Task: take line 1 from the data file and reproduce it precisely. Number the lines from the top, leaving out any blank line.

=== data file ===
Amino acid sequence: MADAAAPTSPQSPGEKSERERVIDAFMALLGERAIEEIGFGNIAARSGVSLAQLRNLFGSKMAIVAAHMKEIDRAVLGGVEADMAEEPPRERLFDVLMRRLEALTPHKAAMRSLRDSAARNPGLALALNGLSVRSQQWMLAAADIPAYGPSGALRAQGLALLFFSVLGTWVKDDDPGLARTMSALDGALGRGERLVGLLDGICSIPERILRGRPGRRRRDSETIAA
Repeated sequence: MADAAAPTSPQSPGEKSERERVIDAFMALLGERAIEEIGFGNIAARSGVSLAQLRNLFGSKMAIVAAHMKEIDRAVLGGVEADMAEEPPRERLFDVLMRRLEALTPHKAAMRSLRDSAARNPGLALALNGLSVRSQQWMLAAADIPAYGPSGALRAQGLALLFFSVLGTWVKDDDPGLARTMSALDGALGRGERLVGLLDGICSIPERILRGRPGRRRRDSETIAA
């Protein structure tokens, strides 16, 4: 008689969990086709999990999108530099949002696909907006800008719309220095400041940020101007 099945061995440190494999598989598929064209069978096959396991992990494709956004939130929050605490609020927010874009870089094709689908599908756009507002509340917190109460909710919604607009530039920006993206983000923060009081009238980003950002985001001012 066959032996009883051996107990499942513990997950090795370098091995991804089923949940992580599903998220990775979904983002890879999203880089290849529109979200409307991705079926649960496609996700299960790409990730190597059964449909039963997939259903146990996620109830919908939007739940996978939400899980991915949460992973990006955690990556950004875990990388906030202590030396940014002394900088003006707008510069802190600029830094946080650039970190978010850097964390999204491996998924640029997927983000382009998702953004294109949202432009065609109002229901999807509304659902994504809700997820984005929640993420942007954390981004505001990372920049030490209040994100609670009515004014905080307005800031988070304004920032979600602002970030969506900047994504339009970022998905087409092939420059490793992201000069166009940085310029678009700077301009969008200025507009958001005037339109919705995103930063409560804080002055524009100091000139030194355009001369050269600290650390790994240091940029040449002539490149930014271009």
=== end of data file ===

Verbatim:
Amino acid sequence: MADAAAPTSPQSPGEKSERERVIDAFMALLGERAIEEIGFGNIAARSGVSLAQLRNLFGSKMAIVAAHMKEIDRAVLGGVEADMAEEPPRERLFDVLMRRLEALTPHKAAMRSLRDSAARNPGLALALNGLSVRSQQWMLAAADIPAYGPSGALRAQGLALLFFSVLGTWVKDDDPGLARTMSALDGALGRGERLVGLLDGICSIPERILRGRPGRRRRDSETIAA